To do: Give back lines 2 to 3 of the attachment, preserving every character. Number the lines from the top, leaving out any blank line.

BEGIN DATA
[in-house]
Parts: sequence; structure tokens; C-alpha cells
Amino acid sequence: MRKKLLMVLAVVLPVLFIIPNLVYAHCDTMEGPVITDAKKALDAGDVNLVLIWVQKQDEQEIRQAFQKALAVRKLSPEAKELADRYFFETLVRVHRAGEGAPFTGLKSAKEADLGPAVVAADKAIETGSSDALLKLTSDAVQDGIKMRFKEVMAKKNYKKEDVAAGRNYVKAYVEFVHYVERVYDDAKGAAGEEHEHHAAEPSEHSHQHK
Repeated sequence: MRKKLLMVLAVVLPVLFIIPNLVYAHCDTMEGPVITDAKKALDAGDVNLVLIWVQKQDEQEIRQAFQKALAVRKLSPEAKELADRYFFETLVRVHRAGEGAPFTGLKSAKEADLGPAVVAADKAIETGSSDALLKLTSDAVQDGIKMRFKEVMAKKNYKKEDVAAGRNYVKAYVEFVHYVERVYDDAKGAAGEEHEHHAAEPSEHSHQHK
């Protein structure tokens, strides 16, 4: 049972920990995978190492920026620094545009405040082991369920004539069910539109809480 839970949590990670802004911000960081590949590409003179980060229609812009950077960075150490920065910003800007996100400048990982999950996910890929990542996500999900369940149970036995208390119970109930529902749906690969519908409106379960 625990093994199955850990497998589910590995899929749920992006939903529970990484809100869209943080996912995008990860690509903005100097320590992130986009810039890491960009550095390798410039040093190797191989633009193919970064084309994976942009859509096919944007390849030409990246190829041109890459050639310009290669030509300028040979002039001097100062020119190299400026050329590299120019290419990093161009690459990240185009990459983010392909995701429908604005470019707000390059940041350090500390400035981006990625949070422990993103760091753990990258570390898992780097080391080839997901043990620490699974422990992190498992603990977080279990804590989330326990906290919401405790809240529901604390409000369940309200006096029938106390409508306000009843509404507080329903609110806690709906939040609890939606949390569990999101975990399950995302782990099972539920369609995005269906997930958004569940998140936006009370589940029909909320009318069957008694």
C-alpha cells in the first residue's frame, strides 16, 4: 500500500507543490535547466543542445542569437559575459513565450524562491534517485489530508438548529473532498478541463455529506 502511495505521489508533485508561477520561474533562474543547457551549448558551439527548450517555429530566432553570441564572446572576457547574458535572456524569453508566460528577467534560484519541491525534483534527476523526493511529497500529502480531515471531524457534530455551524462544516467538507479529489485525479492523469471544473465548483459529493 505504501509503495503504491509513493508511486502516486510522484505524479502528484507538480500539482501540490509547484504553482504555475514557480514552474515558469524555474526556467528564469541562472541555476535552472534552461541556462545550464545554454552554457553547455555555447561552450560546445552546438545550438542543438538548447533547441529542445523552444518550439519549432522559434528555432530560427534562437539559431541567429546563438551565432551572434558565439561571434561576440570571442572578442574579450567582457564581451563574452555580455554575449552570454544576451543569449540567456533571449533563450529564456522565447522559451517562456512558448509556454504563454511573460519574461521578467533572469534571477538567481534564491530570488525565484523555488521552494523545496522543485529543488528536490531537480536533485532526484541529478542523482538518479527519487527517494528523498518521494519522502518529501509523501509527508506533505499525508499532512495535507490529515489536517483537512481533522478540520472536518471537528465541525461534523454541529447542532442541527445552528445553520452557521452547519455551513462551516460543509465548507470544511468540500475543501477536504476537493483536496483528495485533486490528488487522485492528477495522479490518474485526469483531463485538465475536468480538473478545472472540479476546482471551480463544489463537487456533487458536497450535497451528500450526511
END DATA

Parts: sequence; structure tokens; C-alpha cells
Amino acid sequence: MRKKLLMVLAVVLPVLFIIPNLVYAHCDTMEGPVITDAKKALDAGDVNLVLIWVQKQDEQEIRQAFQKALAVRKLSPEAKELADRYFFETLVRVHRAGEGAPFTGLKSAKEADLGPAVVAADKAIETGSSDALLKLTSDAVQDGIKMRFKEVMAKKNYKKEDVAAGRNYVKAYVEFVHYVERVYDDAKGAAGEEHEHHAAEPSEHSHQHK